German Antiguerrilla Operations in the Balkans (1941-1944)

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    Quote Originally Posted by Litvyak View Post
    This is not a war on a nation, it's a war on a common symptom - and since this is only surface treatment without substantive changes, it can never be won. It is the first global civilizational clash after the fall of the bipolar world (Huntington), and mainly originates from the western civilization's desperate grasp on their shrinking advantage vs. the claims of the rapidly developing countries without proper democratic background. Short-term solutions seem to be limited, and even long-term solutions are problematic if countries continue to be ill-represented in the largest international organizations.
    Very well put, sir. +1

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    Whisky Old & Women Young Speed Gavroche's Avatar
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    Quote Originally Posted by YourLocalJesus View Post
    Nobody has taken and held Afghanistan since Alexander the great...
    That's a good track record. Back then, they didn't believe in Allah and their culture was radically different.

    I wouldn't touch that country if I had hundreds of thousands of different attack aircraft, ten million soldiers, forts, hundreds of thousands of top tier western tanks and millions of SFs and a very stable and strong economy.

    The only two options that I see would be retreat or ethnic cleansing. Russia, India, USA + NATO and China could in theory sweep through the middle east and africa, and kill everything that moves.
    That would solve it, but it would also make the "terror" thing seem pretty ridiculous in comparison.

    The middle east cannot be conquered with martial force if it is to be left intact.
    It must be conquered ideologically, religiously and economically.
    Yes that relate with some remarks I've heard from war in afghanistan partisans, and others partisans of a "civilisation"of the middle-east. They see so many difficulties to achieve that goal that they sometimes say we must destroy theses countrys in totality and rebuild then. (but keep saying they just want "the good" of middle-east peoples). I think that retreat would be the best option, and that USA should have never do any intervention in that area.
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    Supreme Allied Commander Take Five's Avatar
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    Reading over these posts is driving me crazy!

    It is usually dangerous to compare different wars to one another. Wars are very complex--it's not as simple as how many do we have vs how many they have vs how many we are willing to lose. The conflict in Afghanistan is not a conventional war--it's a guerrilla war. Taliban wages an insurgency while US and Allies wage a counterinsurgency. Mixed in to the picture are the terrorists--independent, small in number, though they will cooperate with Taliban insurgents. Guerrilla warfare has a completely different set of rules than conventional warfare--because it is primarily a political rather than military conflict.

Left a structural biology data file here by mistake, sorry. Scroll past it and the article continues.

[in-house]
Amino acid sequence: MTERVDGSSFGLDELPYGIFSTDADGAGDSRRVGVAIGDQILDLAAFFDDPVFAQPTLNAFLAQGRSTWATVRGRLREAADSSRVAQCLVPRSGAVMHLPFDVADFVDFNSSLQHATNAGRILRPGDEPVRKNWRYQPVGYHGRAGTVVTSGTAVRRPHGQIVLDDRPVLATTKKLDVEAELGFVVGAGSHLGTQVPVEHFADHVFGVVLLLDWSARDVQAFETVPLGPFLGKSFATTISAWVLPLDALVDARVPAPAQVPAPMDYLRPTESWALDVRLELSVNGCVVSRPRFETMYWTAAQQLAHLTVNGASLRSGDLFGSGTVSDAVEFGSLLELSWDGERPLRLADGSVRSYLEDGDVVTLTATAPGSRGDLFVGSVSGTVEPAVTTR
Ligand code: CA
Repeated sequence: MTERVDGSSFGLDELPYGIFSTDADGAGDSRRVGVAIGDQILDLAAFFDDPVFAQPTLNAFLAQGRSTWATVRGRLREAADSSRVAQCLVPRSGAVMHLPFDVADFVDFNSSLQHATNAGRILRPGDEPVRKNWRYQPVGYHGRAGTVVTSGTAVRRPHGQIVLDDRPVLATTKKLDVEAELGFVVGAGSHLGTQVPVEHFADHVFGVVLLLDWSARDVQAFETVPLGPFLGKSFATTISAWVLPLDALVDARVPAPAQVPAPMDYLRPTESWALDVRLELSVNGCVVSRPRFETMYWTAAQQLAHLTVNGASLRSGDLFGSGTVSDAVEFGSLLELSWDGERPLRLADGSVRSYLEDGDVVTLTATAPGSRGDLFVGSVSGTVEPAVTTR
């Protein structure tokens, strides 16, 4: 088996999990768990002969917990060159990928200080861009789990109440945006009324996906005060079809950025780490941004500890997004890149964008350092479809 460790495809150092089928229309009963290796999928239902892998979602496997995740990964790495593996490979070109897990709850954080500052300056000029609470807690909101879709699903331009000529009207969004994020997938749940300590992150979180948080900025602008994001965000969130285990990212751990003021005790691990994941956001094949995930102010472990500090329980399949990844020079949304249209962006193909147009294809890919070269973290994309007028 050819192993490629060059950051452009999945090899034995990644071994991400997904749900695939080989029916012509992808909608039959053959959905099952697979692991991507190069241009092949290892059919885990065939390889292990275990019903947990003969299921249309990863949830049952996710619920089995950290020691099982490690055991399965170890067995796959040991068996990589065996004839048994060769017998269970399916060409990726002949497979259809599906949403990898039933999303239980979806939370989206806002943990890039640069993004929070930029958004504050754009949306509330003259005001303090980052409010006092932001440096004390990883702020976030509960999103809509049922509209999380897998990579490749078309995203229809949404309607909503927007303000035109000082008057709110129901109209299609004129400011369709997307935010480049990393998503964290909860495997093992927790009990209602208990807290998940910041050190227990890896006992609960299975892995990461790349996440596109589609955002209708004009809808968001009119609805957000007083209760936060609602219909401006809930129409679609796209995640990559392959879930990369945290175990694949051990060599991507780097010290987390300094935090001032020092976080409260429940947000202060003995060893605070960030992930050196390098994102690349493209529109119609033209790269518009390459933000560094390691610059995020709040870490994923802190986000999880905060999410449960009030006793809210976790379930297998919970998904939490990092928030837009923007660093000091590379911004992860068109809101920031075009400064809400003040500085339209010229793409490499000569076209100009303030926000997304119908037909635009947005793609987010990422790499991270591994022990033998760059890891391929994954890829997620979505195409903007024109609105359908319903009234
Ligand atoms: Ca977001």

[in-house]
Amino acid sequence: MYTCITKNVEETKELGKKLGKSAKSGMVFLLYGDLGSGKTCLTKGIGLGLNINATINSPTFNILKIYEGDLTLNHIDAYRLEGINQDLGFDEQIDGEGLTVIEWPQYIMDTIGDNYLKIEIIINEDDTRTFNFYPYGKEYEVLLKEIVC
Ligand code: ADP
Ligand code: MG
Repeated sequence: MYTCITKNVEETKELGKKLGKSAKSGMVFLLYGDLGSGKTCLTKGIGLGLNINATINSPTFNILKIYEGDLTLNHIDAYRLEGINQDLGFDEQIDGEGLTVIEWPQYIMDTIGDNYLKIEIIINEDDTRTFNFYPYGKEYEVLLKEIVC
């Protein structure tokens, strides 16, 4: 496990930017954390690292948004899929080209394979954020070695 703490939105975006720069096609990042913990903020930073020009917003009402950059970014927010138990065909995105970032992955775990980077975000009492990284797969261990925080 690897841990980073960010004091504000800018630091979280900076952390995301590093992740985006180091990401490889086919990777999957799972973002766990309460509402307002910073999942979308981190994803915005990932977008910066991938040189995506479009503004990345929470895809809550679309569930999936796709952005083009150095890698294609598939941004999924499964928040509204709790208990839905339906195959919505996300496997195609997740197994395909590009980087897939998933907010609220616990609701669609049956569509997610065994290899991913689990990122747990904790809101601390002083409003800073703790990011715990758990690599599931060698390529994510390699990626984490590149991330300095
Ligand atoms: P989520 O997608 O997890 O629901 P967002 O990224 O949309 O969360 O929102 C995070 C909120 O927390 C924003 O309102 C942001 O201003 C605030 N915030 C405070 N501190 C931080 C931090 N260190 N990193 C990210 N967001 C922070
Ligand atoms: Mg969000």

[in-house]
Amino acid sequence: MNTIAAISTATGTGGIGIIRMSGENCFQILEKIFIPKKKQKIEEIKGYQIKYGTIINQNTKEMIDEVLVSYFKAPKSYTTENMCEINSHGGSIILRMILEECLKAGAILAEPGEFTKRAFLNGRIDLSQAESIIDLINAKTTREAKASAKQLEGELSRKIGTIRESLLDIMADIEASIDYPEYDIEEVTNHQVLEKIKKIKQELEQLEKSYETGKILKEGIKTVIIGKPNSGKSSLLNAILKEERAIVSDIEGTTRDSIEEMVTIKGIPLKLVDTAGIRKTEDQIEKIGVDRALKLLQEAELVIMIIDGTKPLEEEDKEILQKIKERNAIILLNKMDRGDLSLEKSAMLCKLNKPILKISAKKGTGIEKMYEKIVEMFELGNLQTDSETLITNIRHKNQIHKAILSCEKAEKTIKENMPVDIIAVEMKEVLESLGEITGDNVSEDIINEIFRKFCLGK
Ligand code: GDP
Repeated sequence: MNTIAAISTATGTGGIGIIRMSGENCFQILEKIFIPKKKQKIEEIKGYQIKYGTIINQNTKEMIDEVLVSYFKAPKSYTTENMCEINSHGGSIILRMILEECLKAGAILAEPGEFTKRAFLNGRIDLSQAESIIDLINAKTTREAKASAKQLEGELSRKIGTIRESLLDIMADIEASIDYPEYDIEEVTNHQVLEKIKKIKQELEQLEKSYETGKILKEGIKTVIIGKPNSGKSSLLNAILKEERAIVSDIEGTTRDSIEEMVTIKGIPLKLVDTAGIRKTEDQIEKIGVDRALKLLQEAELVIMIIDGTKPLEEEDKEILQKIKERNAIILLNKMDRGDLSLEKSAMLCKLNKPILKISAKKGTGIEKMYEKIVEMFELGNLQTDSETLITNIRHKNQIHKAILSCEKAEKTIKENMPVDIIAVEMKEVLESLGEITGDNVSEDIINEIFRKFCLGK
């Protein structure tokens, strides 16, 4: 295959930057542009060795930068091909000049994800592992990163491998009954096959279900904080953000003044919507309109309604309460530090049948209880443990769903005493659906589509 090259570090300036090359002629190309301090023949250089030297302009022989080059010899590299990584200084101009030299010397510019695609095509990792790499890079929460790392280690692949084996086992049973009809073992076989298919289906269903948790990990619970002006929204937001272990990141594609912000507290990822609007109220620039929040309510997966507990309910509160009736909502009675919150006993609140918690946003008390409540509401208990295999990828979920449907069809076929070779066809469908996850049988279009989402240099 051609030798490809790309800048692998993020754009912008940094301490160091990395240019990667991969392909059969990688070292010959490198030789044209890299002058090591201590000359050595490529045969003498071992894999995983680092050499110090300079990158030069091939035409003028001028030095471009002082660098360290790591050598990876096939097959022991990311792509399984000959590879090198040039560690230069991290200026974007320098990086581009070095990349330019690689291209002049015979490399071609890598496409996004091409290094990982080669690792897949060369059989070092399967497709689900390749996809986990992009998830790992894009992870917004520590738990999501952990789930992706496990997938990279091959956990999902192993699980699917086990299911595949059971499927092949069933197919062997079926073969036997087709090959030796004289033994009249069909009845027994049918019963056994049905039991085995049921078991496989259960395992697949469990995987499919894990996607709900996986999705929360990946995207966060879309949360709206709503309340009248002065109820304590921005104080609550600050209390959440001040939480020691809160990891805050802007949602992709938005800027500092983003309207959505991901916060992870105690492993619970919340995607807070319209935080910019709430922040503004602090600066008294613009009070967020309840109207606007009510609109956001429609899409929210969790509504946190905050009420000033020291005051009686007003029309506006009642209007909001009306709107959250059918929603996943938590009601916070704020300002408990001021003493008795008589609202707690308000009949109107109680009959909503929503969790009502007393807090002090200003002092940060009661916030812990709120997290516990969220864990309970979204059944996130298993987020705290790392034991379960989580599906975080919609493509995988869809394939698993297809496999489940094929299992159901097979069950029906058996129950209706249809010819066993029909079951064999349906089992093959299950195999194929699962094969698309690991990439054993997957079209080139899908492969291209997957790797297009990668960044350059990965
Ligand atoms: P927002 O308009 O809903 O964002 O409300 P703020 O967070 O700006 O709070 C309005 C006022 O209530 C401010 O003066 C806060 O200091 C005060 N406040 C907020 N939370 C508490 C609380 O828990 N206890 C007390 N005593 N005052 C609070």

Yes Afghanistan has not been conquered and held in a long time. But before judging that it is impossible for anyone to win there, one must look at the strategies and tactics used by both the invaders and defenders in each conflict. Were the counterinsurgents competent, both politically and militarily? At least in the case of the 1980s Afghan war, the Soviets waged a poorly run counterinsurgency effort against the guerrilla mujahideen. One must look at how the insurgents operated in each conflict---what tactics did they use?, were they receiving foreign aid?, did they have secure base areas or foreign refuge?, did they have popular support?

    Counterinsurgency is hardly ever finished quickly. Why? Because insurgency indicates a political problem, and such problems are complex and difficult to decide.

    It has been argued that US and allies cannot win the current conflict in Afghanistan and that they should retreat. While there have been and are serious challenges to the counterinsurgency effort, I think this judgment is too quickly made.

    Why do insurgents employ guerrilla tactics and strategy? Because they have no chance of winning a conventional confrontation against the government or occupying force. You will find that terrorist tactics are used when even guerrilla warfare is turning out badly for the insurgents. Thus, terrorism is a strong indication of a weak insurgent force. For all guerrillas, the ultimate goal is to eventually become a conventional force that come seize state power (sometimes occupying forces leave before this happens).

    The current situation is complex--there's no way of proving on a forum whether US will win or lose. My assertion is that the US is not doomed to failure. There are measures that can and should be taken that would most likely result in victory. I can't always answer whether the US and NATO are taking these measures because of lack of data--but that doesn't mean they aren't.

    A peaceful path to change must be offered--not necessarily through equal and free elections. Acceptable political paths to peace vary among societies. It is worth noting however that Afghanistan has been having elections for years (i am aware of the recent election issue) and Taliban is not winning there. Obviously the people don't really want Taliban back in power.